July 1997 Bulletin

Demonstrating value of orthopaedics

by

Thomas P. Schmalzried, MD

Richard C. Johnston, MD, MS

Thomas P. Schmalzried, MD, is associate medical director of the Joint Replacement Institute at Orthopaedic Hospital, Los Angeles, and Chief of Joint Replacement at the Harbor-UCLA Medical Center. Dr. Schmalzried is President of California Orthopaedics and Sports Medicine Associates (COSMA), an all-orthopaedic IPA and musculoskeletal disease management company.

Richard C. Johnston, MD, MS, who has ceased performing hip and knee surgery after 30 years, has a masters degree from Dartmouth in Outcomes, Continuous Quality Improvement and Health Policy and heads his own consulting firm.

Orthopaedic surgery is under continuing attack by the federal government, and private insurance companies have followed this lead to reduce the reimbursement for our services. With a failing Medicare financing system and an aging population, part of the plan for balancing the Medicare budget includes further reductions in the reimbursement for surgical procedures commonly performed on Medicare patients. The disproportionate level of reductions indicate a lack of appreciation for the value of our services to patients and to society. For decades we have been assessing and comparing the results of various treatment methods within the musculoskeletal disease segment. It is now incumbent upon us to demonstrate the value of orthopaedic surgery, to the public and to payers, as compared to the value of other services outside the musculoskeletal disease segment.

Value is the ratio of quality to cost. Trying to combat falling reimbursement with arguments based on value is challenging because both true costs and quality are difficult to measure. Quality is generally considered to be the degree of positivity of an outcome and/or level of satisfaction. Choosing the right measurement of outcome (quality) is important. There is no one best instrument, as the responsiveness (ability to detect changes) of an instrument is disease-dependent. For example, in evaluating the outcomes of total knee replacement, the responsiveness of the SF-36 is not as great as the WOMAC or Knee Society scale. It is critical, however, that we include generic instruments like the SF-36 with our disease-specific instruments so that comparisons can be made with the outcomes of treatments for nonorthopaedic diseases. To demonstrate the true value of orthopaedic surgery we need to compare outcomes across disciplines.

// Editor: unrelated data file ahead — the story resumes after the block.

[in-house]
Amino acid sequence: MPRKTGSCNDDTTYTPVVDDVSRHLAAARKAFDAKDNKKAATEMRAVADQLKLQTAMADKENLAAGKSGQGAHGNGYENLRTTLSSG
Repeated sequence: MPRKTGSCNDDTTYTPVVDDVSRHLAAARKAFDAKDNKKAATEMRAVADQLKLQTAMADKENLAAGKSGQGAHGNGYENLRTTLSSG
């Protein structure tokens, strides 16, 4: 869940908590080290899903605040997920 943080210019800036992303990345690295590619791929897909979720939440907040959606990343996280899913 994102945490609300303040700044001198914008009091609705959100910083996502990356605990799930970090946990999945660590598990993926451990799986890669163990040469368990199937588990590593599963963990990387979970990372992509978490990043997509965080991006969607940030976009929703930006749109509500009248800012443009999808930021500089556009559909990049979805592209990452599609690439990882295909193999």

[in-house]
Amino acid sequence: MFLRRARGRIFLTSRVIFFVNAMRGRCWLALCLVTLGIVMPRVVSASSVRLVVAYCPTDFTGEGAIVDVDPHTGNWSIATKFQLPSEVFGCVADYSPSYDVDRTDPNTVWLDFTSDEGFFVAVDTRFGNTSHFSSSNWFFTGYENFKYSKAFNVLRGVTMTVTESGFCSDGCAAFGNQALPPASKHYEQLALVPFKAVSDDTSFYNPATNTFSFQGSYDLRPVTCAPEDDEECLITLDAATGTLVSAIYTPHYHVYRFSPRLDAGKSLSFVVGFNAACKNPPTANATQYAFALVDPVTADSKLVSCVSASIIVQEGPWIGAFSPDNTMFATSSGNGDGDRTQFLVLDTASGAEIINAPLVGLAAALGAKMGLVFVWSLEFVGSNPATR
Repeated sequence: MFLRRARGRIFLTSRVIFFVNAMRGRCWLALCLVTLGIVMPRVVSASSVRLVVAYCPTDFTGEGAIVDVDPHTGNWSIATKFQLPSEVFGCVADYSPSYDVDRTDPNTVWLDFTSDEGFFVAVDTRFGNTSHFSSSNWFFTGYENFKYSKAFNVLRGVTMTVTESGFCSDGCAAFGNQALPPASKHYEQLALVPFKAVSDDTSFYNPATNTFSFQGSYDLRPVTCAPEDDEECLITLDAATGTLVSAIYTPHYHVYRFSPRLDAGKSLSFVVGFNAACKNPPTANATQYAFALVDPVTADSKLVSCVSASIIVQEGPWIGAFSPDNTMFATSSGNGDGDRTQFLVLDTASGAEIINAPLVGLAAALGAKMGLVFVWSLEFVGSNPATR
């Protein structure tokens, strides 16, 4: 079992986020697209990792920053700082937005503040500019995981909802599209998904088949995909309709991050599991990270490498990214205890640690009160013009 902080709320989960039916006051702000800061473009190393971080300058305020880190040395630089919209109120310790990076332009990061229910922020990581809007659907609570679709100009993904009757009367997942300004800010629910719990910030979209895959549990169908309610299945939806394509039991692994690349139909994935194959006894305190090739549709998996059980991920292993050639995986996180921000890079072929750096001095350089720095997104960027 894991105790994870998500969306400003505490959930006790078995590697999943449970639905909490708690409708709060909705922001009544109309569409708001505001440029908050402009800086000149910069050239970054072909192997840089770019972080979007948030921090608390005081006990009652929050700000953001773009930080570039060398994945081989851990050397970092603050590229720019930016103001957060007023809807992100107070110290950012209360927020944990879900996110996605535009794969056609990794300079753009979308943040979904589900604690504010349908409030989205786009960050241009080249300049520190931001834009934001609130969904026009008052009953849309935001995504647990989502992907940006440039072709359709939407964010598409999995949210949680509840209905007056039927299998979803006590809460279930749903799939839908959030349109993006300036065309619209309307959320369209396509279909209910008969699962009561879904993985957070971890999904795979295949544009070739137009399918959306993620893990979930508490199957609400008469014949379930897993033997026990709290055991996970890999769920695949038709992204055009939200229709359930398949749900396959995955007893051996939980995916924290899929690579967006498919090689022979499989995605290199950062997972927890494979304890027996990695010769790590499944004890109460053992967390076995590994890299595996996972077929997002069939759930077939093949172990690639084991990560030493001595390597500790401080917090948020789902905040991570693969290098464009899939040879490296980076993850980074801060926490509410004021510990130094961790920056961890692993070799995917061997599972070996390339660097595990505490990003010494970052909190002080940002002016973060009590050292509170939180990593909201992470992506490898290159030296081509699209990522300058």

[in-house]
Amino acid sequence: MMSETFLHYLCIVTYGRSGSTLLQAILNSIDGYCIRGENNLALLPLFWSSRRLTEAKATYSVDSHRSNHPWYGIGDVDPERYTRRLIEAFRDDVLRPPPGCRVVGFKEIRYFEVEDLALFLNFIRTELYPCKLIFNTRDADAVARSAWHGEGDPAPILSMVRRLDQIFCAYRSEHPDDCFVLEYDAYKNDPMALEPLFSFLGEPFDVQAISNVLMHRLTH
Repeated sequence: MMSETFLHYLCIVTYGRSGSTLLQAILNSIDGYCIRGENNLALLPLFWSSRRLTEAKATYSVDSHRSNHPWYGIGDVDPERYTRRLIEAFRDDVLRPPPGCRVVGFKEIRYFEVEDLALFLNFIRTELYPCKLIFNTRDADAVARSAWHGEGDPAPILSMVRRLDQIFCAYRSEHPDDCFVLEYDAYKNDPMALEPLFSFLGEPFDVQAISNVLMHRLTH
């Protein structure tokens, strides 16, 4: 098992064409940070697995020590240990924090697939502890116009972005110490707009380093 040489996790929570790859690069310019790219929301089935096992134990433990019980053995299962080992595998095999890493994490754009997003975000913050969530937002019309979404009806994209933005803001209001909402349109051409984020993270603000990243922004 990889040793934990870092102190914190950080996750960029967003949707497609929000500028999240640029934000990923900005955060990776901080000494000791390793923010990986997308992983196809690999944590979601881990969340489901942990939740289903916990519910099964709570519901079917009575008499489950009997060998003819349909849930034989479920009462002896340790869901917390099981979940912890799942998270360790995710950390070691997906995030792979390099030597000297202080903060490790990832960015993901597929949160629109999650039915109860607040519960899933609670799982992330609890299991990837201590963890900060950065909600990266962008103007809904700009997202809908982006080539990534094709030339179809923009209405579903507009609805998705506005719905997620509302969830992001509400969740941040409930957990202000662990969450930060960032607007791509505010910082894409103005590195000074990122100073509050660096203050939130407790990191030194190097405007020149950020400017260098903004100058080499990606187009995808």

It is ironic but fortuitous for orthopaedic surgery that total hip and total knee replacement have been targeted for further reduction in reimbursement. It is ironic because these interventions have been closely followed since their introduction and the outcomes of these procedures are among the most well-documented. It also is fortuitous because, based on a number of outcome measures, there is a consistent and marked improvement not only in physical function but also in social interaction and overall health, following total hip and knee replacement. Based on outcomes data, there is no rational basis for reducing reimbursement for joint replacement. On the contrary, the data indicates that joint replacement is one of the best values in the medical marketplace.